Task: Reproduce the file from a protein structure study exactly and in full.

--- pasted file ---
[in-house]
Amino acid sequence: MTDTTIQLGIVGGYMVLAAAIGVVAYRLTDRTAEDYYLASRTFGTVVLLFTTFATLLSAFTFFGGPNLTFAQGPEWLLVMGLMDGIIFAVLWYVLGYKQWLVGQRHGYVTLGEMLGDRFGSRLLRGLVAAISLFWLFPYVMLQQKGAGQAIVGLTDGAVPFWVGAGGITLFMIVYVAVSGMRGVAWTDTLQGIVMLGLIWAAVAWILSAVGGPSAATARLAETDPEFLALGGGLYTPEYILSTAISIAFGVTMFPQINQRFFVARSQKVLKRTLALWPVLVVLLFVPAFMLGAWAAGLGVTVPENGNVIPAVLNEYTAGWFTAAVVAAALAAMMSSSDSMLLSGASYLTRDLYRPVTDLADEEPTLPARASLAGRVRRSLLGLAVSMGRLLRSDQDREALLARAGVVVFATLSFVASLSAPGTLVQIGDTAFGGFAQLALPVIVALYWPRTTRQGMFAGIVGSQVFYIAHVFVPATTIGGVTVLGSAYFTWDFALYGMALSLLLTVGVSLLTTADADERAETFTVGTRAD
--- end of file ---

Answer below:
[in-house]
Amino acid sequence: MTDTTIQLGIVGGYMVLAAAIGVVAYRLTDRTAEDYYLASRTFGTVVLLFTTFATLLSAFTFFGGPNLTFAQGPEWLLVMGLMDGIIFAVLWYVLGYKQWLVGQRHGYVTLGEMLGDRFGSRLLRGLVAAISLFWLFPYVMLQQKGAGQAIVGLTDGAVPFWVGAGGITLFMIVYVAVSGMRGVAWTDTLQGIVMLGLIWAAVAWILSAVGGPSAATARLAETDPEFLALGGGLYTPEYILSTAISIAFGVTMFPQINQRFFVARSQKVLKRTLALWPVLVVLLFVPAFMLGAWAAGLGVTVPENGNVIPAVLNEYTAGWFTAAVVAAALAAMMSSSDSMLLSGASYLTRDLYRPVTDLADEEPTLPARASLAGRVRRSLLGLAVSMGRLLRSDQDREALLARAGVVVFATLSFVASLSAPGTLVQIGDTAFGGFAQLALPVIVALYWPRTTRQGMFAGIVGSQVFYIAHVFVPATTIGGVTVLGSAYFTWDFALYGMALSLLLTVGVSLLTTADADERAETFTVGTRAD